Feeling Fabulous at Fifth(ish): Midlife Doesn’t Have to be a Crisis

Ask anyone to paint a picture of the male mid-life crisis, and it will include a paunchy man with a ponytail, a sports car and a waitress from Hooters. We laugh it off, even expect it as a sort of male rite of passage. What about female mid-life crisis? THAT canvas would be blank, because ‘denial’ is not just a river in Egypt. We don’t do that! Or do we? Being Fabulous at Fifty-ish means we can face it and, dare I say, even EMBRACE it!

Today, mid-life for women could happen in our 40s or 50s. It is less about our age and more about the stage of life we’re in. Sometimes called a ‘Midlife Crisis,’ or ‘Midlife Transition,’ or ‘Midlife Malaise,’ any way you slice it, this is uncharted territory filled with emotional landmines. The trick is in knowing what to look for and how to get through it WITHOUT casualties.

Some women describe it as a vague sense of uncertainty, sadness, and insecurity. Other women feel lost and begin to question everything, including their sense of self. For those we love, our midlife turmoil is just as surprising and unsettling. Patience, kindness, and reassurance are going to be important to remember for everyone. This is normal, it is a phase, and it will pass.

Not everyone will experience a midlife crisis. Midlife becomes a crisis when events occur that, to an individual, are emotionally overwhelming. And there are many life changing events that are specific to our stage in life. These might include: empty nest, hormonal changes, decreased libido, returning to the workforce, recognizing changes in our appearance, physical condition or limitations, our changing roles and responsibilities, the increased needs of our aging parents, and facing our mortality. This results in an all-consuming critical accounting of our life thus far.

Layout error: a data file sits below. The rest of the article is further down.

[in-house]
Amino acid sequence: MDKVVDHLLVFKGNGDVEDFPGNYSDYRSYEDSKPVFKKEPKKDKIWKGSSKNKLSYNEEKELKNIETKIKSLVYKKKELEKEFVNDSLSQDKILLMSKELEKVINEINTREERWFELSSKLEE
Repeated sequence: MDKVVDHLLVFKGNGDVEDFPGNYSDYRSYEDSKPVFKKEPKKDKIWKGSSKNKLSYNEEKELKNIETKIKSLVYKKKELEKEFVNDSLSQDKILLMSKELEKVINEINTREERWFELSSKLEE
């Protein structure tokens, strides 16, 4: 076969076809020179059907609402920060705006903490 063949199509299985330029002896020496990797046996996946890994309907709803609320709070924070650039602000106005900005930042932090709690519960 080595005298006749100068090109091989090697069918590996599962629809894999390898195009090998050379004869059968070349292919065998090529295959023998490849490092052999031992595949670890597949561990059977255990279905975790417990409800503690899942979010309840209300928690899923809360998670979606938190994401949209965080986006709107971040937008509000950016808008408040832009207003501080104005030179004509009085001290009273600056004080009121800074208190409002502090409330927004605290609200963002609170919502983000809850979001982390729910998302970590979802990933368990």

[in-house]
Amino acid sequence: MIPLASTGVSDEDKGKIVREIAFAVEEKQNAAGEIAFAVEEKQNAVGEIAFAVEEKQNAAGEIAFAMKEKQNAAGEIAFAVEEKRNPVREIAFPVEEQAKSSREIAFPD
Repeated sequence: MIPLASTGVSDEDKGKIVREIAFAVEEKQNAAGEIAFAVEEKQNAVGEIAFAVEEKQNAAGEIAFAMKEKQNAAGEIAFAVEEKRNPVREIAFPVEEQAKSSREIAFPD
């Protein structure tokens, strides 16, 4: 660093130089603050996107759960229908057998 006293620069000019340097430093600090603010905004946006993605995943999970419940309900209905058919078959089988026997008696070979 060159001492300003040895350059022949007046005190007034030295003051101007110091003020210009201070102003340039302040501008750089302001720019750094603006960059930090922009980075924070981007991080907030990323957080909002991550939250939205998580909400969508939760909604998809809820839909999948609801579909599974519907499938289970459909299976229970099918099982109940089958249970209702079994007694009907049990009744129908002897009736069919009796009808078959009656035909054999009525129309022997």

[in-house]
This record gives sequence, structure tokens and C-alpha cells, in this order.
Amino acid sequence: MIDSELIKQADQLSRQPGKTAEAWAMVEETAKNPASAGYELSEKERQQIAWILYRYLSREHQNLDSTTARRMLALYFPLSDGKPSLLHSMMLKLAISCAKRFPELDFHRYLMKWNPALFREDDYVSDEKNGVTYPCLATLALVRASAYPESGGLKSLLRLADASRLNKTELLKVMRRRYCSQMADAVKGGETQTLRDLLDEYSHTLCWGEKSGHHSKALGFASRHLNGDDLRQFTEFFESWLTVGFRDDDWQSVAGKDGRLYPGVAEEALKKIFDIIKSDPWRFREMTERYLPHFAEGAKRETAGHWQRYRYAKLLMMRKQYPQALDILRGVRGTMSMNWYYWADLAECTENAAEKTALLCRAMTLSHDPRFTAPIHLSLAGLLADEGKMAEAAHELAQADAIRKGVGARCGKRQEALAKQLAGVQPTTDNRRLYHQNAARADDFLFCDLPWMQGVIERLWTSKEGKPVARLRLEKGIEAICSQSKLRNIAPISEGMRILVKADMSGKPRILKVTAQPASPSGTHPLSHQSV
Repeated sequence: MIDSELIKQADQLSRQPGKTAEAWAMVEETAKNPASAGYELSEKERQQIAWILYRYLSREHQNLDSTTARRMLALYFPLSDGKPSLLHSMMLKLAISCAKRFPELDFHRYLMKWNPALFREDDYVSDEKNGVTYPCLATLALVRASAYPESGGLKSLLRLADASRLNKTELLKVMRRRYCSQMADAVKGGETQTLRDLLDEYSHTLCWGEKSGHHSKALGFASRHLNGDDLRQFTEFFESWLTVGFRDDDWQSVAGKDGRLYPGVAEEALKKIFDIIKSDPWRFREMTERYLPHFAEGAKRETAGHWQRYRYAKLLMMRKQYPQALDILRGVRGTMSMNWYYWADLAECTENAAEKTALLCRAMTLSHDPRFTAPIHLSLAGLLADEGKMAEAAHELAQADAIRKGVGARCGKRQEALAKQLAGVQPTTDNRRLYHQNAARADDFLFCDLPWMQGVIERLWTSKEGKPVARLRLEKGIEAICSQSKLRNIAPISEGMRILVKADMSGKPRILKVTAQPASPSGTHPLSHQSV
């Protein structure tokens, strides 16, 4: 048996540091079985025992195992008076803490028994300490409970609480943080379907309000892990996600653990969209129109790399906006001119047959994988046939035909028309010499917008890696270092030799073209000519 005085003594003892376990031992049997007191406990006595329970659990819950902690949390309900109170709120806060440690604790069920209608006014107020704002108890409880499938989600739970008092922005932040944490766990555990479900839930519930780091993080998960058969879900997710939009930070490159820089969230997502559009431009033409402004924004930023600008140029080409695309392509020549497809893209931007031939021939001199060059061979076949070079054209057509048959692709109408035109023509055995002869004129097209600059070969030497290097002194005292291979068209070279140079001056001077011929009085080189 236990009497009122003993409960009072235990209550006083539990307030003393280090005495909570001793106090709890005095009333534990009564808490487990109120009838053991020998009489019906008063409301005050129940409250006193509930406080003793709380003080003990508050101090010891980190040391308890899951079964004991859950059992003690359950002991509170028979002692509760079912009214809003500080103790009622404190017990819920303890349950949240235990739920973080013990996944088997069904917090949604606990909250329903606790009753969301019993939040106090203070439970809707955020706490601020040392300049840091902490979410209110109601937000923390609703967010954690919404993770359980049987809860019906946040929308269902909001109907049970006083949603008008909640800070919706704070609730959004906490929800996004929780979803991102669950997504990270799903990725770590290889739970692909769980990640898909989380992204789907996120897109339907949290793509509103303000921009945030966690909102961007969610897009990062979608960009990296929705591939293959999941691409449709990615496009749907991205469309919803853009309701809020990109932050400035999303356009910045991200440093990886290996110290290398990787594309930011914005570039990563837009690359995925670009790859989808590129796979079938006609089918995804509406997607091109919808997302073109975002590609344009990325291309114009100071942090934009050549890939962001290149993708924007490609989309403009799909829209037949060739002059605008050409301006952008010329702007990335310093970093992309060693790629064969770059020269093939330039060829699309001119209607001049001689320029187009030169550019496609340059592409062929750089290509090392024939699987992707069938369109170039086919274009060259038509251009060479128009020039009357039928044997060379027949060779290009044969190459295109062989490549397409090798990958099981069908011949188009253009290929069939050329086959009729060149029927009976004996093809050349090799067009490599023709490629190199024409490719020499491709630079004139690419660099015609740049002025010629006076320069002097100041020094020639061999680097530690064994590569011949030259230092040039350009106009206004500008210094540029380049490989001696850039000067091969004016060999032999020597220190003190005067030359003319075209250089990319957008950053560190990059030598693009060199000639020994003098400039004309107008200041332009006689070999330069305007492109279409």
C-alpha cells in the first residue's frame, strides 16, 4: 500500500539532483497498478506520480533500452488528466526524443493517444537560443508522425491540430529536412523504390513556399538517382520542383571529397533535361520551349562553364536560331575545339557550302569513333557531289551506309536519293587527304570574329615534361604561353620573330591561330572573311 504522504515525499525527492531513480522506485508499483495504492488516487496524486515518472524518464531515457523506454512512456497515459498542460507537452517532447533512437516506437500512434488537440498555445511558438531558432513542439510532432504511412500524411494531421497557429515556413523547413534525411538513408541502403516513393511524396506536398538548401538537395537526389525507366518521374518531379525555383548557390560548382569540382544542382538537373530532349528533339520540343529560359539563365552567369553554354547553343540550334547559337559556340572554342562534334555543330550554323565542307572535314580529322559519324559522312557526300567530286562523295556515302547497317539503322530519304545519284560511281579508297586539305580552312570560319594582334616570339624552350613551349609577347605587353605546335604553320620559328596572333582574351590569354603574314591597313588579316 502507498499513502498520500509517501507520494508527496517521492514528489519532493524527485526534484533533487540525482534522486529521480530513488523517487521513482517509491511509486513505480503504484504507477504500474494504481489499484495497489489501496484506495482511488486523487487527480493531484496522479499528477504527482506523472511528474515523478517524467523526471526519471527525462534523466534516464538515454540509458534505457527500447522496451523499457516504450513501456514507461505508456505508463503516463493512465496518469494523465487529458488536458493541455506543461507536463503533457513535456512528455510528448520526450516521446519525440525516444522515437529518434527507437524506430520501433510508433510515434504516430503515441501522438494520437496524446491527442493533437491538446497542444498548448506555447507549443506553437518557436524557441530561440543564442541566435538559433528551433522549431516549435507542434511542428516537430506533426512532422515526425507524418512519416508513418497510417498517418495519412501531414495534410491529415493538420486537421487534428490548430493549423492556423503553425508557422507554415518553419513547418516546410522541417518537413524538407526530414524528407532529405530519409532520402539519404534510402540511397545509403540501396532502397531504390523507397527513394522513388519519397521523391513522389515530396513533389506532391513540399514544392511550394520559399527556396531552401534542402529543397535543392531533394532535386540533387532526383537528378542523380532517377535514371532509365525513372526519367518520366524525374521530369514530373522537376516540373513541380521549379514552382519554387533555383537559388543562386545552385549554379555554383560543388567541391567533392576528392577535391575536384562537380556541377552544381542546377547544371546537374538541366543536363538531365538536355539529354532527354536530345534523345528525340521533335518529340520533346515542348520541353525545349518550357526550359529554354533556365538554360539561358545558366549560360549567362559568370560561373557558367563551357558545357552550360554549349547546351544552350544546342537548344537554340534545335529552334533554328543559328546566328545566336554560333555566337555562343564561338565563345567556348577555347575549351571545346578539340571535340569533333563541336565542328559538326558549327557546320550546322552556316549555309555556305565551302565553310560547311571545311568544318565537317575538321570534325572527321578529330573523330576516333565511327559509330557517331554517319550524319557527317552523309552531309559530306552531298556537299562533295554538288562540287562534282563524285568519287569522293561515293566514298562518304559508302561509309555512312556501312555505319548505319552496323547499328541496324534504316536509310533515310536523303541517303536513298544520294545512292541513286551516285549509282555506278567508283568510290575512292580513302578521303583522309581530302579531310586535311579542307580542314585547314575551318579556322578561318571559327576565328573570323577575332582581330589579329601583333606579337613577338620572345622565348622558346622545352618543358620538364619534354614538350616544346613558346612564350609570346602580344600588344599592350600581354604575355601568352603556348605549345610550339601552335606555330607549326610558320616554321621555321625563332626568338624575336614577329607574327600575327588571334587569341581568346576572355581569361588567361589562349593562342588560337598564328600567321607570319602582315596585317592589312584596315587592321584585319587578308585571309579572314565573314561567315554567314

This self-reflection takes the form of tough (often impossible) questions. Is this all there is? Have I made mistakes? Am I still viable? We may begin to compare ourselves to others, feeling inferior or envious. We feel anxious and may consider reckless behaviors or purchases. One friend told me “I’ve spent 25 years taking care of my family, building a home, being needed. Now everything has changed, and I’m lost.” The inclination, she said, was to “get off the merry-go-round and do something dramatic.” It was at that moment she decided to stop, consider the consequences, and take a breath. Which, as it turns out, was a great idea. Together she and I compiled a list of ways to get through it:

  1. Stop obsessing over physical changes and join a gym or yoga class.
  2. Be bold – become immersed in a creative hobby like painting, landscaping, anything DIY.
  3. Stop comparing yourself to others. You don’t need to look like Taylor Swift, but you can feel like a better you. When you feel beautiful, you are perceived as beautiful.
  4. Keep moving forward, smile at the memories you’ve made and make new ones.
  5. Don’t project what you should have done onto your kids – let them blaze their own trail.
  6. Get your team in on it, talk to friends or get counseling. There are no trophies for this event.
  7. Avoid overspending, body modification, thrill seeking, or risky behaviors.
  8. Try having an affair with your spouse – re-kindle the romance and spice it up.
  9. Go back to school or get new career training.

Most importantly, remember to leave no casualties. Talk to your family. This is as unsettling and frightening to them as it is to you. They will need your reassurance that you are still you, you love them and appreciate their support. After all, when this midlife has run its course, you’re going to want them at the finish line cheering you on.